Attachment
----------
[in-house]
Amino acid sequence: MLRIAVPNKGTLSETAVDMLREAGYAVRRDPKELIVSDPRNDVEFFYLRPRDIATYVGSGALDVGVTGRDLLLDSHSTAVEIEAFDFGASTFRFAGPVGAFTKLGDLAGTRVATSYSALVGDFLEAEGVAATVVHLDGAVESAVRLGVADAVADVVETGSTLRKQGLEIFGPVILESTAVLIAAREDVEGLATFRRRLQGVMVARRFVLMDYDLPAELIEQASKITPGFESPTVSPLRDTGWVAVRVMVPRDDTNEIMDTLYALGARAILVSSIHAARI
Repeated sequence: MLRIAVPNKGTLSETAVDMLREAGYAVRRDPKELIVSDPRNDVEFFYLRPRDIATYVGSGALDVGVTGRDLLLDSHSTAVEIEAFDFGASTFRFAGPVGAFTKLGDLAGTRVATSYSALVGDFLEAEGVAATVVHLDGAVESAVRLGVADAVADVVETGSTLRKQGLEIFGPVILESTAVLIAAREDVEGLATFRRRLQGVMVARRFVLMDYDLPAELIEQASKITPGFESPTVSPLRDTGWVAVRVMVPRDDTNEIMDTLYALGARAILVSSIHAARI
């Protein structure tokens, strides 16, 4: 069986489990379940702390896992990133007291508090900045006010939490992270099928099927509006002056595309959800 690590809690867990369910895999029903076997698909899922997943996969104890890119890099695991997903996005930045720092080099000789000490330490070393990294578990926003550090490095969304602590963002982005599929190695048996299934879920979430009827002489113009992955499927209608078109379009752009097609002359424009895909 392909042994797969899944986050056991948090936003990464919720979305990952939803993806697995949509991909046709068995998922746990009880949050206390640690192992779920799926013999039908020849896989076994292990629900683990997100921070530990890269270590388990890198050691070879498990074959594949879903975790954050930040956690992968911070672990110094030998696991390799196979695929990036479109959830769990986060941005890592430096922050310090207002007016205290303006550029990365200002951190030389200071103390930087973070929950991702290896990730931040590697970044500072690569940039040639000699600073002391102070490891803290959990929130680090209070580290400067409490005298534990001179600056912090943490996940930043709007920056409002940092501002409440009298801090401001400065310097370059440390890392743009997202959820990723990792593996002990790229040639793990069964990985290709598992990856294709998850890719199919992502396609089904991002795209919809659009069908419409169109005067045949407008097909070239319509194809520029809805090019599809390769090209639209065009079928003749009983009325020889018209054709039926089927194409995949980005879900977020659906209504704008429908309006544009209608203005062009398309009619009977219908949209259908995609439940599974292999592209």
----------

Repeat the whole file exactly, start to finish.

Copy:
[in-house]
Amino acid sequence: MLRIAVPNKGTLSETAVDMLREAGYAVRRDPKELIVSDPRNDVEFFYLRPRDIATYVGSGALDVGVTGRDLLLDSHSTAVEIEAFDFGASTFRFAGPVGAFTKLGDLAGTRVATSYSALVGDFLEAEGVAATVVHLDGAVESAVRLGVADAVADVVETGSTLRKQGLEIFGPVILESTAVLIAAREDVEGLATFRRRLQGVMVARRFVLMDYDLPAELIEQASKITPGFESPTVSPLRDTGWVAVRVMVPRDDTNEIMDTLYALGARAILVSSIHAARI
Repeated sequence: MLRIAVPNKGTLSETAVDMLREAGYAVRRDPKELIVSDPRNDVEFFYLRPRDIATYVGSGALDVGVTGRDLLLDSHSTAVEIEAFDFGASTFRFAGPVGAFTKLGDLAGTRVATSYSALVGDFLEAEGVAATVVHLDGAVESAVRLGVADAVADVVETGSTLRKQGLEIFGPVILESTAVLIAAREDVEGLATFRRRLQGVMVARRFVLMDYDLPAELIEQASKITPGFESPTVSPLRDTGWVAVRVMVPRDDTNEIMDTLYALGARAILVSSIHAARI
């Protein structure tokens, strides 16, 4: 069986489990379940702390896992990133007291508090900045006010939490992270099928099927509006002056595309959800 690590809690867990369910895999029903076997698909899922997943996969104890890119890099695991997903996005930045720092080099000789000490330490070393990294578990926003550090490095969304602590963002982005599929190695048996299934879920979430009827002489113009992955499927209608078109379009752009097609002359424009895909 392909042994797969899944986050056991948090936003990464919720979305990952939803993806697995949509991909046709068995998922746990009880949050206390640690192992779920799926013999039908020849896989076994292990629900683990997100921070530990890269270590388990890198050691070879498990074959594949879903975790954050930040956690992968911070672990110094030998696991390799196979695929990036479109959830769990986060941005890592430096922050310090207002007016205290303006550029990365200002951190030389200071103390930087973070929950991702290896990730931040590697970044500072690569940039040639000699600073002391102070490891803290959990929130680090209070580290400067409490005298534990001179600056912090943490996940930043709007920056409002940092501002409440009298801090401001400065310097370059440390890392743009997202959820990723990792593996002990790229040639793990069964990985290709598992990856294709998850890719199919992502396609089904991002795209919809659009069908419409169109005067045949407008097909070239319509194809520029809805090019599809390769090209639209065009079928003749009983009325020889018209054709039926089927194409995949980005879900977020659906209504704008429908309006544009209608203005062009398309009619009977219908949209259908995609439940599974292999592209």